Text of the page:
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process by which organisms replicate themselves.

In a general sense reproduction is one of the most important concepts in biology: it means

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making a copy, a likeness, and thereby providing for the continued existence of species.

Although reproduction is often considered solely in terms of the production of offspring in

animals and plants, the more general meaning has far greater significance to living organisms.

To appreciate this fact, the origin of life and the evolution of organisms must be considered.

One of the first characteristics of life that emerged in primeval times must have been the ability

of some primitive chemical system to make copies of itself.

At its lowest level, therefore, reproduction is chemical replication. As evolution progressed, cells

of successively higher levels of complexity must have arisen, and it was absolutely essential

that they had the ability to make likenesses of themselves. In unicellular organisms, the ability

of one cell to reproduce itself means the reproduction of a new individual; in multicellular

organisms, however, it means growth and regeneration.

Multicellular organisms also reproduce

in the strict sense of the term–that is, they make copies of themselves in the form of

offspring–but they do so in a variety of ways, many involving complex organs and elaborate

In single-celled organisms (e.g., bacteria, protozoans, many algae, and some fungi),

organismic and cell reproduction are synonymous, for the cell is the whole organism. Details of

the process differ greatly from one form to the next and, if the higher ciliate protozoans are

included, can be extraordinarily complex. It is possible for reproduction to be asexual, by

simple division, or sexual. In sexual unicellular organisms the gametes can be produced by

division (often multiple fission, as in numerous algae) or, as in yeasts, by the organism turning

itself into a gamete and fusing its nucleus with that of a neighbour of the opposite sex, a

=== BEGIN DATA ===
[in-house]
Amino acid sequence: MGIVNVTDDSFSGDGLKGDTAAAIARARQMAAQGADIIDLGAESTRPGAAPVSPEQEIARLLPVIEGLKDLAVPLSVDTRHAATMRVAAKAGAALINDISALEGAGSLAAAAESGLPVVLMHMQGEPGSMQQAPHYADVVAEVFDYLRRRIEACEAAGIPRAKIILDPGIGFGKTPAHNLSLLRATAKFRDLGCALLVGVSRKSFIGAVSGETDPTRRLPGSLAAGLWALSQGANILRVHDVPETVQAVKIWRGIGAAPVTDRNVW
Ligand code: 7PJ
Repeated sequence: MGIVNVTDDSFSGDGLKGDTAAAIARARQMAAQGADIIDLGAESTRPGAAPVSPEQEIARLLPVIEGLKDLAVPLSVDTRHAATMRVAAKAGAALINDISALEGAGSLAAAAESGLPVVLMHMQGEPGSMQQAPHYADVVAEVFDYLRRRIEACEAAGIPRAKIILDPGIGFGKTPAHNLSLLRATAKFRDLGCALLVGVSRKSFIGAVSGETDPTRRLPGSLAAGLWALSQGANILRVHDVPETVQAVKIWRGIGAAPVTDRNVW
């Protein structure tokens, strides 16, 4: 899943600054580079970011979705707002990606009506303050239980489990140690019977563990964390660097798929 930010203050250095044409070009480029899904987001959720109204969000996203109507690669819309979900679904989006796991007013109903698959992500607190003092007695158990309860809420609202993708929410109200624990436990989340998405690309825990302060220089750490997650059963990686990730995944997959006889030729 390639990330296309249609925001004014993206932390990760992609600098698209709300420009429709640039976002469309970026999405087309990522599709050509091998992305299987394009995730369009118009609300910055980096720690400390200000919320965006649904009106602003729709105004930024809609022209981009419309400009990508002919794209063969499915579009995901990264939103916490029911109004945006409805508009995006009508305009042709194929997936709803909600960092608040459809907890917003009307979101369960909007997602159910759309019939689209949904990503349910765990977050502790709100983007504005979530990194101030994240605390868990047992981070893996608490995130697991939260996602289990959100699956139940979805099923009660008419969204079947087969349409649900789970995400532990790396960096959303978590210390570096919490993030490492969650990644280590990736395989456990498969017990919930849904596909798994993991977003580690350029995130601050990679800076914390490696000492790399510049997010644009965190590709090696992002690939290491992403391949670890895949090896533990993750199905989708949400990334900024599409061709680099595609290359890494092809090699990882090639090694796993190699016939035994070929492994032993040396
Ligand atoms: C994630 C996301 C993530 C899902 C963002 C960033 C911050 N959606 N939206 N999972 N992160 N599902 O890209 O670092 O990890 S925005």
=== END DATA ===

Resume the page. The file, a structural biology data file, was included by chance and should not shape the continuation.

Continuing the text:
process that is called conjugation. In ciliate protozoans (e.g., Paramecium), the conjugation

process involves the exchange of haploid nuclei; each partner acquires a new nuclear

apparatus, half of which is genetically derived from its mate. The parent cells separate and

subsequently reproduce by binary fission. Sexuality is present even in primitive bacteria, in

which parts of the chromosome of one cell can be transferred to another during mating.

Multicellular organisms also reproduce asexually and sexually; asexual, or vegetative,

reproduction can take a great variety of forms. Many multicellular lower plants give off asexual

spores, either aerial or motile and aquatic (zoospores), which may be uninucleate or

multinucleate. In some cases the reproductive body is multicellular, as in the soredia of lichens

and the gemmae of liverworts. Frequently, whole fragments of the vegetative part of the

organism can bud off and begin a new individual, a phenomenon that is found in most plant

groups. In many cases a spreading rhizoid (rootlike filament) or, in higher plants, a rhizome

(underground stem) gives off new sprouts. Sometimes other parts of the plant have the

capacity to form new individuals; for instance, buds of potentially new plants may form in the

leaves; even some shoots that bend over and touch the ground can give rise to new plants at

Among animals, many invertebrates are equally well endowed with means of asexual

reproduction. Numerous species of sponges produce gemmules, masses of cells enclosed in

resistant cases, that can become new sponges. There are many examples of budding among

coelenterates, the best known of which occurs in freshwater Hydra. In some species of

flatworms, the individual worm can duplicate by pinching in two, each half then regenerating the

missing half; this is a large task for the posterior portion, which lacks most of the major

organs–brain, eyes, and pharynx. The highest animals that exhibit vegetative reproduction are

the colonial tunicates (e.g., sea squirts), which, much like plants, send out runners in the form

of stolons, small parts of which form buds that develop into new individuals. Vertebrates have

lost the ability to reproduce vegetatively; their only form of organismic reproduction is sexual.

In the sexual reproduction of all organisms except bacteria, there is one common feature:

haploid, uninucleate gametes are produced that join in fertilization to form a diploid, uninucleate

zygote. At some later stage in the life history of the organism, the chromosome number is

again reduced by meiosis to form the next generation of gametes. The gametes may be

in size (isogamy), or one may be slightly larger than the other (anisogamy); the majority of

forms have a large egg and a minute sperm (oogamy). The sperm are usually motile and the

egg passive, except in higher plants, in which the sperm nuclei are carried in pollen grains that

attach to the stigma (a female structure) of the flower and send out germ tubes that grow down